Gen Z, millennials comprise majority of 2024 voters in Indonesia

A closer look at the voter roll shows that 106 million of these voters, or around 52 percent of the total, are people younger than 40.

Dio Suhenda and Nina A. Loasana

Dio Suhenda and Nina A. Loasana

The Jakarta Post


Population and Civil Registration officers at Sragen, Central Java, take a photo of a student for identification purposes at SMK 1 vocational school in Sragen on May 24, 2023. The General Election Commission (KPU) announced that around 106 million young people, or about 52 percent of the total voter roll, will dominate the 2024 elections.(Antara/Mohammad Ayudha)

July 6, 2023

JAKARTA – With people aged 40 and under expected to make up the majority of voters in the 2024 general elections, political parties and presidential hopefuls alike cannot spare any expense in making themselves appealing to a demographic already apathetic about politics, experts have said.

In about three months’ time, registration will open for would-be participants in next year’s grand celebration of democracy, with politicians vying for a place in the legislature and to form the next Indonesian government.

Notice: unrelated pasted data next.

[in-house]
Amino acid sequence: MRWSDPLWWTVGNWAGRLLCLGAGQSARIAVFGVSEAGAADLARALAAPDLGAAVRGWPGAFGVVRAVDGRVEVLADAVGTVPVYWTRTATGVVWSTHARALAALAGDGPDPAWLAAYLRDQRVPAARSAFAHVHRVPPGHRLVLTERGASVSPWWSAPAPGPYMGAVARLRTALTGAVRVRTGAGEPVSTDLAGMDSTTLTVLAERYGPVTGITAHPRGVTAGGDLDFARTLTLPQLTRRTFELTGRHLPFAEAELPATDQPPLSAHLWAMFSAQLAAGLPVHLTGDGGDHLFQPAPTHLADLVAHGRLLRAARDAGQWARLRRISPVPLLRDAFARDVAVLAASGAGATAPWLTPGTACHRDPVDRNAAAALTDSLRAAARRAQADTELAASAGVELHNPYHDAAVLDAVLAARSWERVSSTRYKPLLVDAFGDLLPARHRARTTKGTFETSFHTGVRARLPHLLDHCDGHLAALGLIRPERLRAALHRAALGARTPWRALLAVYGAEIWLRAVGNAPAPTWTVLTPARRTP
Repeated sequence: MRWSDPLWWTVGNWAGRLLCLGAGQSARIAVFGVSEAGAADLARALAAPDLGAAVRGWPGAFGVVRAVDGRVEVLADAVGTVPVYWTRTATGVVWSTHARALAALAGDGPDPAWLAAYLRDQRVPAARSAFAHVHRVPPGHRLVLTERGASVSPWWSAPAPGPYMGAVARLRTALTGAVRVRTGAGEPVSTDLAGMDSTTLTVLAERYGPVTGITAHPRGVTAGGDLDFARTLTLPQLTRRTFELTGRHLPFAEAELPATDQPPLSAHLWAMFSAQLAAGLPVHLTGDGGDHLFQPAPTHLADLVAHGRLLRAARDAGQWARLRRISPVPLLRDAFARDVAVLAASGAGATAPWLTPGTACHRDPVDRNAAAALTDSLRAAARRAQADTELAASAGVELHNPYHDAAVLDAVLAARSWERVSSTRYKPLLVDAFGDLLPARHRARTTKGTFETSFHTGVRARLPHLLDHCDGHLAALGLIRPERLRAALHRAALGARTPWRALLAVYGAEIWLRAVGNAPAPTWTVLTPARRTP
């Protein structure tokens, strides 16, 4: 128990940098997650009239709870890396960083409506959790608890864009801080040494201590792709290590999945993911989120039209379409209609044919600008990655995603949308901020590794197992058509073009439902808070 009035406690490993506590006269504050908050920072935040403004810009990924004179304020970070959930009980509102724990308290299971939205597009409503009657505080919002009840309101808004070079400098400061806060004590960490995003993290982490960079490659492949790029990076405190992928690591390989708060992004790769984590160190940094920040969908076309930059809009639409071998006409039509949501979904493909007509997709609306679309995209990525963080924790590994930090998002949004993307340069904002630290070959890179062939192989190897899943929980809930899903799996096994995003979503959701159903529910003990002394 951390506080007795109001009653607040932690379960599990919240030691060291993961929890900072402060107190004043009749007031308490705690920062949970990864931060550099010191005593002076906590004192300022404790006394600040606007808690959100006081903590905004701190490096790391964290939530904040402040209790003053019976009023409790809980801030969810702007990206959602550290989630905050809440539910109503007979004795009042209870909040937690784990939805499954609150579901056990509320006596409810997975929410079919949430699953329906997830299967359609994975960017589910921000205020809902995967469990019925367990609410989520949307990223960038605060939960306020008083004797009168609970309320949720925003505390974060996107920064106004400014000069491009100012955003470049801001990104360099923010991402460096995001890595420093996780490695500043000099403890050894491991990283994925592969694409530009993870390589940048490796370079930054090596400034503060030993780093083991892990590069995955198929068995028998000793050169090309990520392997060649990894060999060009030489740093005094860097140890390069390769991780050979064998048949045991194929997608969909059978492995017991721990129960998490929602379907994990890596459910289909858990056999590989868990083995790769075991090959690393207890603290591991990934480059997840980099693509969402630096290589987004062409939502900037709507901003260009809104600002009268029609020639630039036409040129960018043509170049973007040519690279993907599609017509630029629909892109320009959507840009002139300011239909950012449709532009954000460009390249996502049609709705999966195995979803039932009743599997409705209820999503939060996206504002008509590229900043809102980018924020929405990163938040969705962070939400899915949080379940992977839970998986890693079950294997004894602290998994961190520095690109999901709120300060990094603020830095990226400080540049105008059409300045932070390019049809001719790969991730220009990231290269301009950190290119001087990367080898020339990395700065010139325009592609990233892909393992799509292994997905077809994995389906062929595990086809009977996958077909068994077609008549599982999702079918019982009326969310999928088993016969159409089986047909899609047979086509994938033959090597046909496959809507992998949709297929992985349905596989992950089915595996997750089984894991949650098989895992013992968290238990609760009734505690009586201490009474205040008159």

The candidates will have to rely on the votes of a burgeoning younger population, according to the finalized national voter roll that the General Elections Commission (KPU) painstakingly verified and announced on Sunday.

During its plenary, the KPU presented the final list of voters for the 2024 simultaneous elections, following a lengthy verification process that involved hundreds of regional KPU employees, Kompas daily reported.

The election body has recorded 204 million eligible voters, including 1.7 million Indonesians living abroad, who can participate in next year’s race, a roughly 12 million increase compared with the figure for the 2019 elections.

A closer look at the voter roll shows that 106 million of these voters, or around 52 percent of the total, are people younger than 40. When categorized by generation, a third of all registered voters are millennials, which officially refers to those born from the early 1980s until the late 1990s, while a further 22 percent belong to Generation Z, or those born in the late 1990s and onward.

With youth confirmed to make up the majority of voters, political parties are beginning to draw up their strategies to compete for the attention of these younger age groups, which observers insist will be a key factor in the successful bid of any presidential hopeful.

Read also: Who to choose? First-time voters prep for 2024 election

The United Development Party (PPP), for instance, has put its faith in recent inductee Sandiaga Uno, who has mass appeal on various social media platforms. Sandi, who now heads his new party’s election committee, held on Monday a three-day training course for the PPP’s rank and file with a primary focus on targeting young voters.

Similarly, the Golkar Party has recruited and appointed the popular and social media-savvy West Java Governor Ridwan Kamil as cochair of the party electoral committee, if only as a means to boost its standing with youth.

Campaign fodder